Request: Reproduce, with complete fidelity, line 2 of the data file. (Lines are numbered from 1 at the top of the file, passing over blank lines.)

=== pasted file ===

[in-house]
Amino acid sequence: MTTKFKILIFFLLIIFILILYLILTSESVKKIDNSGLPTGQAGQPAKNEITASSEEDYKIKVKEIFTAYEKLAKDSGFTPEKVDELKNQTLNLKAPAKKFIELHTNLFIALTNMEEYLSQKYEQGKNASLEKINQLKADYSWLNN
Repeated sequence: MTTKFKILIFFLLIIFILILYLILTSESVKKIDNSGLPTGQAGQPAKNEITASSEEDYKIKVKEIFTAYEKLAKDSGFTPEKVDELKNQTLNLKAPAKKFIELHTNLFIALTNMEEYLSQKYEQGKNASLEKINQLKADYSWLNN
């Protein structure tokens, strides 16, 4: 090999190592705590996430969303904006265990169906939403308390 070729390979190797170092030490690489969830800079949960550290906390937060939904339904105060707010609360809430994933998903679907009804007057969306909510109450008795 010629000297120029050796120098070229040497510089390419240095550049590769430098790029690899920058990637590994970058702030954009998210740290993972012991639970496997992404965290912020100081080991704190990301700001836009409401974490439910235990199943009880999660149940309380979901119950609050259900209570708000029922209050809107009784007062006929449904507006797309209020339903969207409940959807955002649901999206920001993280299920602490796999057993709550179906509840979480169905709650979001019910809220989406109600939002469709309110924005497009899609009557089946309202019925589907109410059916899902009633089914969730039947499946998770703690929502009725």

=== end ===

Amino acid sequence: MTTKFKILIFFLLIIFILILYLILTSESVKKIDNSGLPTGQAGQPAKNEITASSEEDYKIKVKEIFTAYEKLAKDSGFTPEKVDELKNQTLNLKAPAKKFIELHTNLFIALTNMEEYLSQKYEQGKNASLEKINQLKADYSWLNN